Roles and responsibilities
While each project may require a unique set of skills, most project teams are made up of a similar set of roles. In this section, we’ll define the key roles and responsibilities of a project team.
What does a project manager do?
The project manager is responsible for every aspect of the project, from planning and execution to delivery and reporting. The project manager must have a thorough understanding of the goals, constraints, risks, and resourcing.
A project manager’s five main responsibilities include:
- Create the project plan: The project manager is responsible for breaking out the project into specific tasks, assigning tasks to relevant team members, and creating a reasonable timeline.
- Build a strong project team: The project manager considers the skill set necessary for each project, and then assembles a project team to best execute. Depending on the project, you may have to look cross-functionally to build the best team.
- Oversee the project through execution: This is where the “management” piece comes in. The project manager oversees project execution and monitors performance, adjusting the schedule or budget as necessary.
- Act as a liaison between the project team and the stakeholders: The project manager reports on progress to relevant stakeholders and manages expectations. Learn more about balancing the project team and key stakeholders below.
- Maintain project documentation: The project manager is responsible for documenting every phase of the project, including all relevant planning documents, accurate versions of each deliverable, all associated communication, as well as lessons learned once the project is completed. This is important to stay organized during the current project, and it can also serve as historical data for future projects.
Typically, a strong project manager possesses the following five traits:
- A clear vision: All projects inevitably hit road bumps, so a project manager needs to have a clear understanding of project objectives to stay on course. Additionally, the project manager should understand how the project fits into larger organizational goals, so that they can prioritize tasks and resources accordingly.
- Top-notch communication skills: A project manager must be a strong communicator in order to give clear directions and effectively relay information across teams, and with external stakeholders.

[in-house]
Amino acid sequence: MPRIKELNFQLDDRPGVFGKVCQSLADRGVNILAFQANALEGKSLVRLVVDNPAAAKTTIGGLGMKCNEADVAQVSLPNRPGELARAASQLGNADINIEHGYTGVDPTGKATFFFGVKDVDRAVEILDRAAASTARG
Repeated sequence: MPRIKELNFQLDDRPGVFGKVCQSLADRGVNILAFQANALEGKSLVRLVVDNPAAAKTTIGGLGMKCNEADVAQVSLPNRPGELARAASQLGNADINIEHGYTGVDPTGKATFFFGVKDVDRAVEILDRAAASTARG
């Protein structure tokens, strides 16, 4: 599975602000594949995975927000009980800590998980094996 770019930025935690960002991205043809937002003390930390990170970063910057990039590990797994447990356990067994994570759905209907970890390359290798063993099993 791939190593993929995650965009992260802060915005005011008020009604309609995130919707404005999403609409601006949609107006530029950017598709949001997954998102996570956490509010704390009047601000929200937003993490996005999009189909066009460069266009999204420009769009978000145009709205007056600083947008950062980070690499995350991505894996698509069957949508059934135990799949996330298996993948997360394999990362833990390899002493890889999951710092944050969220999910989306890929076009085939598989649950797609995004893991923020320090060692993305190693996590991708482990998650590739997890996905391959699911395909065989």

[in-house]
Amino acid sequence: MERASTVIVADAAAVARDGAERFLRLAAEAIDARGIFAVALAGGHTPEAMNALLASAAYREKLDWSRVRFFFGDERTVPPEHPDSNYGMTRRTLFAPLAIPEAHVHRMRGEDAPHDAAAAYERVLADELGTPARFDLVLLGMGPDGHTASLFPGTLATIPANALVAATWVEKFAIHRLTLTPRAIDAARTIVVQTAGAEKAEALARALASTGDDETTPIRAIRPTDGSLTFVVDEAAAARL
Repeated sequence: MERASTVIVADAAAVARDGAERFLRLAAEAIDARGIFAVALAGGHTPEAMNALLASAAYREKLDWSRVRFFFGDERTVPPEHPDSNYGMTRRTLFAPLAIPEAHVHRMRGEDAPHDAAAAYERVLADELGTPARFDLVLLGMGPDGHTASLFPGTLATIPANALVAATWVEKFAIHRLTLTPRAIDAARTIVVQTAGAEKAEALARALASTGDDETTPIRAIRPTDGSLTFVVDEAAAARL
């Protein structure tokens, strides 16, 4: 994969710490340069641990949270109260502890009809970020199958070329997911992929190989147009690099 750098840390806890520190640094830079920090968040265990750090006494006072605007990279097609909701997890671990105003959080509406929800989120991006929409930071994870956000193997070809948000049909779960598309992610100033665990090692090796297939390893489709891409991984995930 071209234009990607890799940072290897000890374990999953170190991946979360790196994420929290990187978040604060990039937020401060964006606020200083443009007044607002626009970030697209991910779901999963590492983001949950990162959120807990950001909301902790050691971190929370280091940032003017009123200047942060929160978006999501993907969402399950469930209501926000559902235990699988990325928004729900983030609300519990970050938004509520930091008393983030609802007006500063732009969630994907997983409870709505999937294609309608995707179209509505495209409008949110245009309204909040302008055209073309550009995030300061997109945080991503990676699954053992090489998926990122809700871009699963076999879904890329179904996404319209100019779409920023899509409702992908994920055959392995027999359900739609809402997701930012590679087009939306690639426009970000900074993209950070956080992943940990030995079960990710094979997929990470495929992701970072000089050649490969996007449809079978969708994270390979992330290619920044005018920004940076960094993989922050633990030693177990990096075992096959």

- Collaborative-minded: Strong leaders know how to delegate. A project manager needs to trust team members, give them enough autonomy to execute, and effectively negotiate with others if competing interests arise.
- High degree of organization: At the minimum, project managers juggle people, schedules, and budgets. With so many moving pieces, it’s critical for a project manager to stay organized.
- Integrity: Perhaps above all, a project manager needs to inspire trust from all team members and stakeholders. To earn this trust, a project manager must remain transparent and reliable throughout the project lifecycle.
Having a reliable, organized project manager is vital to the success of your projects. To learn about how to become a project manager and relevant certifications available, read Chapter 8.
Project team members
The project team is the group of individuals who work together to execute the project and provide the right mix of skills for the task at hand.
A cross-functional team is a team made up of people from different departments within the company, possessing different functional knowledge. For example, a website launch project may require a cross-functional team that include members of the marketing, sales, design, and web development teams.
When assembling a project team, consider the project goals, the skills needed to satisfy those goals, resource capacity, timeline and budget constraints, and the work styles of each person.
A RACI matrix (responsible, accountable, consulted, informed) is a tool used to assign roles within a project team. Use the matrix as a guide to identify who is responsible for tasks, who is accountable for task completion, who should be consulted, and who should remain informed of task status.